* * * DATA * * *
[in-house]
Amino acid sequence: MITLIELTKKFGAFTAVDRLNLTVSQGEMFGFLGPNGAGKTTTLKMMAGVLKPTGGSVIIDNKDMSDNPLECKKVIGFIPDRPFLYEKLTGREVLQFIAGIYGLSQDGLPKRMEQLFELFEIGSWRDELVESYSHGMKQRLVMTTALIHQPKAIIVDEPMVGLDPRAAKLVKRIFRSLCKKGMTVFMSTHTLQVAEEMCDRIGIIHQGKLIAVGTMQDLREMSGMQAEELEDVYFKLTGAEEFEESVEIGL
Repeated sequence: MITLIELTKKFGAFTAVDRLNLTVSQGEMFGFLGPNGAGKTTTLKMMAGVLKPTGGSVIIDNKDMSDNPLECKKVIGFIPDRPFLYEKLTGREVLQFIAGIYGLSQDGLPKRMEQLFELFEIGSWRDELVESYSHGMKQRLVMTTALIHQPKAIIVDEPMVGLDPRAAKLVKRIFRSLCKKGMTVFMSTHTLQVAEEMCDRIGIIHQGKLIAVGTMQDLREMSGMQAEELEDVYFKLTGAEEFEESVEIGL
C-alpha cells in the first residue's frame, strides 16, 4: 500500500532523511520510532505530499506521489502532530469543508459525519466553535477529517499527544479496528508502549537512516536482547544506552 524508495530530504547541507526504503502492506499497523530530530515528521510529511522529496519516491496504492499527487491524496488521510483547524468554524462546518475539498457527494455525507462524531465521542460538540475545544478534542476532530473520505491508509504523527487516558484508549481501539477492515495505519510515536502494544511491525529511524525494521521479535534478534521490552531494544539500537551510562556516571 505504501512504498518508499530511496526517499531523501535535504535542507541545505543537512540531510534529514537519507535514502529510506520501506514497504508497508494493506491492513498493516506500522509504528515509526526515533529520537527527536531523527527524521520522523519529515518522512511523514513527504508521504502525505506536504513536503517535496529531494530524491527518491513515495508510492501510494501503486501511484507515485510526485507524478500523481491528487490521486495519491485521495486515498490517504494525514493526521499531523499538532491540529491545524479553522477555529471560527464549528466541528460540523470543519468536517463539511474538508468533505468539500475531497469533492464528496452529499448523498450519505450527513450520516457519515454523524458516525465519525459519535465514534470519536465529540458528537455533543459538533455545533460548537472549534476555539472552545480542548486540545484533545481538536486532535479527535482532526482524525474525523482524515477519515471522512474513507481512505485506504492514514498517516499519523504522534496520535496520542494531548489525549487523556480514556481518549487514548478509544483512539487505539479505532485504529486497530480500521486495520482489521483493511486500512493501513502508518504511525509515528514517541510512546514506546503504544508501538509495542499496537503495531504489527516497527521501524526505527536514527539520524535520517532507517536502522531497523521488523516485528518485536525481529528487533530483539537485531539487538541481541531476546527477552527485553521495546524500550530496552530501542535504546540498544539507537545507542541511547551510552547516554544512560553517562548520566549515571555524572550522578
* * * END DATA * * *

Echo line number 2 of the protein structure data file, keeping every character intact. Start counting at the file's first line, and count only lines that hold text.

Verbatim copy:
Amino acid sequence: MITLIELTKKFGAFTAVDRLNLTVSQGEMFGFLGPNGAGKTTTLKMMAGVLKPTGGSVIIDNKDMSDNPLECKKVIGFIPDRPFLYEKLTGREVLQFIAGIYGLSQDGLPKRMEQLFELFEIGSWRDELVESYSHGMKQRLVMTTALIHQPKAIIVDEPMVGLDPRAAKLVKRIFRSLCKKGMTVFMSTHTLQVAEEMCDRIGIIHQGKLIAVGTMQDLREMSGMQAEELEDVYFKLTGAEEFEESVEIGL